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Why Physics and Not Biomechanics Determines Human Throwing Accuracy

A new mathematical model of human throwing action suggests that current thinking about the biomechanical origin of error is wrong

Here’s a straightforward question. Imagine you are throwing a ball into a bin. Are you better off using an overarm or an underarm throw?

It turns out that this question has been surprisingly hard to get to grips with for physicists and biomechanicists alike. Today, however, Madhusudhan Venkadesan and Lakshminarayanan Mahadevan at Harvard University’s Applied Math Lab, throw some additional light on the problem.

The difficulty is in the complexity of the problem. The arm, shoulder and wrist make up a many-jointed system that allows a large number of variations in throwing style. In addition, the parameters involved in throwing are difficult to compare. For example, a 5 per cent error in throwing angle does not easily stack up against a 5 per cent error in throwing speed because these quantities have different dimensions. It’s like comparing apples and bananas.

Venkadesan and Mahadevan have a neat way round this conundrum. First, they consider only the simplest type of throwing model: an arm consisting of a lever pivoted at the “shoulder” which can throw either underarm or overarm. These throws can be described by two parameters: the angular velocity of the swing and the angle of the arm at release. Second, they introduce a natural length scale, called the arm length, and use this to make their analysis of launch angle and velocity dimensionless.

In this way, they have a simple model in which the errors in launch parameters can be easily compared.

What they find is kind of curious.

Any throw will have small errors in launch angle and velocity. The question that Venkadesan and Mahadevan ask is how different trajectories amplify these errors after launch.

The most interesting result is that there is a clear trade off between speed and accuracy: slower throws are better. That will agree with most people’s experience of throwing and also with the mountain of measured data that already exists on this topic. However, the consensus till now is that slower throws are more accurate because of the limitations of our bodies. The thinking is that the performance of muscles is noisier at higher strengths and this is what reduces the accuracy of faster throws.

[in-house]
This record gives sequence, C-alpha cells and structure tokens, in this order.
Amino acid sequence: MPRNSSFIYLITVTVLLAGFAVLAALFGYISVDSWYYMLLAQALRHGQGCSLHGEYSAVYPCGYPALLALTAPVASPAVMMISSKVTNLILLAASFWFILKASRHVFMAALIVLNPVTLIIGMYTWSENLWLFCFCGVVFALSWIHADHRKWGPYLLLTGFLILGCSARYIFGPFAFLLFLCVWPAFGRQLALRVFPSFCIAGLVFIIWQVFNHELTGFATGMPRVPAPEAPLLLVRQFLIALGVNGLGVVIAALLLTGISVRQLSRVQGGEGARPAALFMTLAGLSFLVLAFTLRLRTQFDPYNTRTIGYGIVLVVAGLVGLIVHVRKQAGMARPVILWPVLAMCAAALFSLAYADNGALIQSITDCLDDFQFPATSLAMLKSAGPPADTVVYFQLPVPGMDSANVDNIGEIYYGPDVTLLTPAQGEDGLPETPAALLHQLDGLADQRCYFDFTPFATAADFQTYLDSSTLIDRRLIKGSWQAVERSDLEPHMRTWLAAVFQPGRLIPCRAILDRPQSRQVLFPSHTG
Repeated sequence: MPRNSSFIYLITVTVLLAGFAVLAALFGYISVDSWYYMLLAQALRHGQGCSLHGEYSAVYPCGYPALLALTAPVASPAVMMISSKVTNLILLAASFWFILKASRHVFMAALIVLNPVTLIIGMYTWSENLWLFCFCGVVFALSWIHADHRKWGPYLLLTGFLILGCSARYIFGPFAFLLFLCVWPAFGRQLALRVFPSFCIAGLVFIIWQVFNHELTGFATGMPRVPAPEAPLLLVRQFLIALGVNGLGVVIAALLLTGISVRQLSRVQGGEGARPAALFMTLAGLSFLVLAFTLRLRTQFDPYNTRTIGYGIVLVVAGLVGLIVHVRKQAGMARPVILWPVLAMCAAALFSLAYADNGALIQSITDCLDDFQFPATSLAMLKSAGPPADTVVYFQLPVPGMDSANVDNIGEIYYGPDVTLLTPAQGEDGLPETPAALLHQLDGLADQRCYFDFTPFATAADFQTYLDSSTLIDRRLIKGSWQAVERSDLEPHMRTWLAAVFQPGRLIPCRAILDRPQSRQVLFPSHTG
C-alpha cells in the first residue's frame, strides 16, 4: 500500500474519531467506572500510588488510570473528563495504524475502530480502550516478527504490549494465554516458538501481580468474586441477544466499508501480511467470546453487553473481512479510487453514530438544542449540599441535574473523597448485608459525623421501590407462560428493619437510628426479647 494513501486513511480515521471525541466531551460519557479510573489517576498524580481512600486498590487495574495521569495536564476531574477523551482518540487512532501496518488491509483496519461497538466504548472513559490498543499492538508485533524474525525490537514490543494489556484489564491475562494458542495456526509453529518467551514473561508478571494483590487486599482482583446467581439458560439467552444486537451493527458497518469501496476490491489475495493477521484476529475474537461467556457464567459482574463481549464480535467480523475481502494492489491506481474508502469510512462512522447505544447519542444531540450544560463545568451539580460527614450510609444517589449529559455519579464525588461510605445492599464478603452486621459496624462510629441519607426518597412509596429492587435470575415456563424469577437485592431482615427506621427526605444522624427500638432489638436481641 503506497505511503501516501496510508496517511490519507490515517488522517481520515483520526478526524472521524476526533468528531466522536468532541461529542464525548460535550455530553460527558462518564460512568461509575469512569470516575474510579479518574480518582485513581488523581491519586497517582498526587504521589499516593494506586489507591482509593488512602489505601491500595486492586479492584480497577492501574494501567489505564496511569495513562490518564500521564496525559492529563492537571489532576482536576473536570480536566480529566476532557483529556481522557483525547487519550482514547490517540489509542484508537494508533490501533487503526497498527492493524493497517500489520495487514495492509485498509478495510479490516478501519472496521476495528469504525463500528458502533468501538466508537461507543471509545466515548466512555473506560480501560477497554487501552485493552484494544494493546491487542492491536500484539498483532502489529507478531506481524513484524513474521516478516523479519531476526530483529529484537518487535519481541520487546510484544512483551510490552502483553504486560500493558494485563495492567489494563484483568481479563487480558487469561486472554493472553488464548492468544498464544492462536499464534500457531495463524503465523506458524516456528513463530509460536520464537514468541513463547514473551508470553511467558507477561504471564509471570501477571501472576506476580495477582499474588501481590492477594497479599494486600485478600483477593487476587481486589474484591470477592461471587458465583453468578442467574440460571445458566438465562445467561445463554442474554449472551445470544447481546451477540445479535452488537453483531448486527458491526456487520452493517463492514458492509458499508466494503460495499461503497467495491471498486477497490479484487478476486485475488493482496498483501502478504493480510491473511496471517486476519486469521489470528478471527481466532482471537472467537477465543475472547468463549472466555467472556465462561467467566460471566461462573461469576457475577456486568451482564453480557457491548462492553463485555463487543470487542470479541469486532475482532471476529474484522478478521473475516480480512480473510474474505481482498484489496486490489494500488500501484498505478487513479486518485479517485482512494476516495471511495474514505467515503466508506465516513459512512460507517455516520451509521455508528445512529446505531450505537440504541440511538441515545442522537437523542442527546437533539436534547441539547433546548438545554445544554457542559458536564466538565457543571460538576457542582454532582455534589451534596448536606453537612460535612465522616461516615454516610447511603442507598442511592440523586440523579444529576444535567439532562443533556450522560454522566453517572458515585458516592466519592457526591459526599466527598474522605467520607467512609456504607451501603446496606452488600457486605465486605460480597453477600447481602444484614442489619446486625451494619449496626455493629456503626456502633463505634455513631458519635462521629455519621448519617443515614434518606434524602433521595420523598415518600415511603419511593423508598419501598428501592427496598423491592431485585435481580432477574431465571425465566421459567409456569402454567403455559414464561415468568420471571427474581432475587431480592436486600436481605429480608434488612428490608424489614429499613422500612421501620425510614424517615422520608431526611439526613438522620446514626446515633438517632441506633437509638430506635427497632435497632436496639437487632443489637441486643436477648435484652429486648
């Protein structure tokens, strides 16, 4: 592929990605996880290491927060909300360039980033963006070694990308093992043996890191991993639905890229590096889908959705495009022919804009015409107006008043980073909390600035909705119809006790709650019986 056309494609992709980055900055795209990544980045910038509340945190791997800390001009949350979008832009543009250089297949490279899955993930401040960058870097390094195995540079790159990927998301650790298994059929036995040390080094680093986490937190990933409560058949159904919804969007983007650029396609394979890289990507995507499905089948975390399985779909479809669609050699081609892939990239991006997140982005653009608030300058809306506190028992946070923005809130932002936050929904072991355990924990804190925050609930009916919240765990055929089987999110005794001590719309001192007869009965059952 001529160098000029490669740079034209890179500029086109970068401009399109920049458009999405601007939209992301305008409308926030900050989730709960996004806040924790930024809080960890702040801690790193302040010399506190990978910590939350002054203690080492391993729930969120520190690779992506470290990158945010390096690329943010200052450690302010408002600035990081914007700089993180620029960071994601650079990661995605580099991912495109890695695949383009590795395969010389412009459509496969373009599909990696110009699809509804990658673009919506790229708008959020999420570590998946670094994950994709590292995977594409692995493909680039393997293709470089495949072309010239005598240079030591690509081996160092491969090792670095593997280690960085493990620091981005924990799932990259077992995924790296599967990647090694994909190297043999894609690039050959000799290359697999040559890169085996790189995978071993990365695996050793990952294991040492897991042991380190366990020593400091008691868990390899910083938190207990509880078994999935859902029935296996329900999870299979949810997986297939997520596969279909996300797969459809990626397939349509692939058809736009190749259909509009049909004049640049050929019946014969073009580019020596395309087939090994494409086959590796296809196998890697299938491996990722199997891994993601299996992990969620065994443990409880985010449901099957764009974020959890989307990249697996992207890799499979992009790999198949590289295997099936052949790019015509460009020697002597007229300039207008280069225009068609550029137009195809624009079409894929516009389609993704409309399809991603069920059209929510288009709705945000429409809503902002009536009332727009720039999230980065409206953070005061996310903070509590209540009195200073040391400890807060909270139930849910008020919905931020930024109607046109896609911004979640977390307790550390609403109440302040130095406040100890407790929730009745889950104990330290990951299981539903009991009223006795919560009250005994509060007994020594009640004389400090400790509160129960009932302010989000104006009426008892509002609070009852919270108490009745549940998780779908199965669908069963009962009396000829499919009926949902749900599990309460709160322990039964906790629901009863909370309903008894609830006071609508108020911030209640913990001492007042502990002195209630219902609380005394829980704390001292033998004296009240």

So the result of Venkadesan and Mahadevan will come as a surprise because the trade off between accuracy and speed comes entirely from the way the trajectory amplifies errors–muscle behaviour doesn’t enter into it. The result is purely from physics rather than biology.

Venkadesan and Mahadevan have another interesting result which is that when it comes to faster throws, the overarm action is clearly more accurate. That will also chime with many people’s experience but again it has little to do with biomechanics. The result is purely from the way different trajectories amplify errrors.

The work offers some potentially rewarding avenues for sports scientists to investigate the accuracy of throwing in more complex models that better reproduce the mechanics of the human throwing action. That’ll be interesting to watch.

In the meantime, Venkadesan and Mahadevan suggest that human’s general preference for overarm throwing may be no accident. They raise the intriguing possibility that the reason we’re so good at overarm throwing compared with other other animals, is that the process of evolution has selected our body shape to best exploit the physics involved. The thinking is that better throwers make better hunters who are more likely to survive.
Good idea!

Ref: Optimal Strategies For Throwing Accurately

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